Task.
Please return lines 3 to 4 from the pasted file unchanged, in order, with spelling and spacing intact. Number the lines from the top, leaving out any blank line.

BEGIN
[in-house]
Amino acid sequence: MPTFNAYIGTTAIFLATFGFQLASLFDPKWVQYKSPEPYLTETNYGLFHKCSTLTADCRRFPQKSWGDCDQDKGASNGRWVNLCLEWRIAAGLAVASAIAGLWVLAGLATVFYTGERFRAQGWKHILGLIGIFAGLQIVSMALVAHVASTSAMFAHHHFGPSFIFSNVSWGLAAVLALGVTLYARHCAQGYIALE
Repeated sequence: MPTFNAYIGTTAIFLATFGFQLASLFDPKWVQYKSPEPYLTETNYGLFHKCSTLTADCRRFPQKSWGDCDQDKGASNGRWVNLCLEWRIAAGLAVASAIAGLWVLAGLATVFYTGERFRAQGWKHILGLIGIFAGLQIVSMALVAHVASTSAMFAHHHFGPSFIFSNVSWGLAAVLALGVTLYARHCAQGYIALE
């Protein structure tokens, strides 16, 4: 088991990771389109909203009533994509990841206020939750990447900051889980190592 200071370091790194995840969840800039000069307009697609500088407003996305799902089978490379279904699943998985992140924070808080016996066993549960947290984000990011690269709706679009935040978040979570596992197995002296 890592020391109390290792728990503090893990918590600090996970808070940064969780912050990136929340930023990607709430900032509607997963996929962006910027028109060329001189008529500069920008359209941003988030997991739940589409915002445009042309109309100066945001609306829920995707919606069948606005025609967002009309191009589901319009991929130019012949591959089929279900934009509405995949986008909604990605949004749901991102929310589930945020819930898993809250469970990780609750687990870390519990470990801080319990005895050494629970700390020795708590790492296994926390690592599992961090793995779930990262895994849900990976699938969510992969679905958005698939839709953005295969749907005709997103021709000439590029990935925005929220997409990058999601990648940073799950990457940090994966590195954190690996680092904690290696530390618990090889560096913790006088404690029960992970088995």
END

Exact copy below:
Repeated sequence: MPTFNAYIGTTAIFLATFGFQLASLFDPKWVQYKSPEPYLTETNYGLFHKCSTLTADCRRFPQKSWGDCDQDKGASNGRWVNLCLEWRIAAGLAVASAIAGLWVLAGLATVFYTGERFRAQGWKHILGLIGIFAGLQIVSMALVAHVASTSAMFAHHHFGPSFIFSNVSWGLAAVLALGVTLYARHCAQGYIALE
């Protein structure tokens, strides 16, 4: 088991990771389109909203009533994509990841206020939750990447900051889980190592 200071370091790194995840969840800039000069307009697609500088407003996305799902089978490379279904699943998985992140924070808080016996066993549960947290984000990011690269709706679009935040978040979570596992197995002296 890592020391109390290792728990503090893990918590600090996970808070940064969780912050990136929340930023990607709430900032509607997963996929962006910027028109060329001189008529500069920008359209941003988030997991739940589409915002445009042309109309100066945001609306829920995707919606069948606005025609967002009309191009589901319009991929130019012949591959089929279900934009509405995949986008909604990605949004749901991102929310589930945020819930898993809250469970990780609750687990870390519990470990801080319990005895050494629970700390020795708590790492296994926390690592599992961090793995779930990262895994849900990976699938969510992969679905958005698939839709953005295969749907005709997103021709000439590029990935925005929220997409990058999601990648940073799950990457940090994966590195954190690996680092904690290696530390618990090889560096913790006088404690029960992970088995």